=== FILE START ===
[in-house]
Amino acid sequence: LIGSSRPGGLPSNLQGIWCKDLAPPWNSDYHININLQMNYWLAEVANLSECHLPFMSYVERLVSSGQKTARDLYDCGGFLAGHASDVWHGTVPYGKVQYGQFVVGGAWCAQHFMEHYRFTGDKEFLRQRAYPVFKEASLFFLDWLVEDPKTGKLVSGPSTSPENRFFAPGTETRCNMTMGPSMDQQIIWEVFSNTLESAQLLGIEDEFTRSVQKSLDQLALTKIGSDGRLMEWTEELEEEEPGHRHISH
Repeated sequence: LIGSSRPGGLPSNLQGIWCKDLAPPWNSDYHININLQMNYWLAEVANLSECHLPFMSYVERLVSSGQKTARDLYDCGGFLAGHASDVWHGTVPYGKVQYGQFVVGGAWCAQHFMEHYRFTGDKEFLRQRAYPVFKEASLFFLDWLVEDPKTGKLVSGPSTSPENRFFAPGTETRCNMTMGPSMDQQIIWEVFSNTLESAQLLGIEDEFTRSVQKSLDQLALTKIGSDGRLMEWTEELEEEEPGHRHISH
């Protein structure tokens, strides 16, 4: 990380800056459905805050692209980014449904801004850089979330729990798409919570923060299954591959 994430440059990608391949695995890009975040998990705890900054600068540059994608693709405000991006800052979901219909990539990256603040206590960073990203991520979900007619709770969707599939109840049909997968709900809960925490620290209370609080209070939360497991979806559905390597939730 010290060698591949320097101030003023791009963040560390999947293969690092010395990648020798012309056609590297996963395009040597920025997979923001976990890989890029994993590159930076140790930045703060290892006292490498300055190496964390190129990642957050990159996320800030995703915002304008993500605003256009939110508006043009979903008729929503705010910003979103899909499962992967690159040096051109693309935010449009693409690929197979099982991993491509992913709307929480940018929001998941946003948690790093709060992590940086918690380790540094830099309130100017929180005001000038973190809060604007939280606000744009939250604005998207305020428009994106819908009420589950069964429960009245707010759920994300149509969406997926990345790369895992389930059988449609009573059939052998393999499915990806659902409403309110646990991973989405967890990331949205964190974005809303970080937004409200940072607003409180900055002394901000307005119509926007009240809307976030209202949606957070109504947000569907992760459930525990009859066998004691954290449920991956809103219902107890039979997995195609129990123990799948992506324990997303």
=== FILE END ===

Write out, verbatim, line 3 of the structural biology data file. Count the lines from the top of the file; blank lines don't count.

Repeated sequence: LIGSSRPGGLPSNLQGIWCKDLAPPWNSDYHININLQMNYWLAEVANLSECHLPFMSYVERLVSSGQKTARDLYDCGGFLAGHASDVWHGTVPYGKVQYGQFVVGGAWCAQHFMEHYRFTGDKEFLRQRAYPVFKEASLFFLDWLVEDPKTGKLVSGPSTSPENRFFAPGTETRCNMTMGPSMDQQIIWEVFSNTLESAQLLGIEDEFTRSVQKSLDQLALTKIGSDGRLMEWTEELEEEEPGHRHISH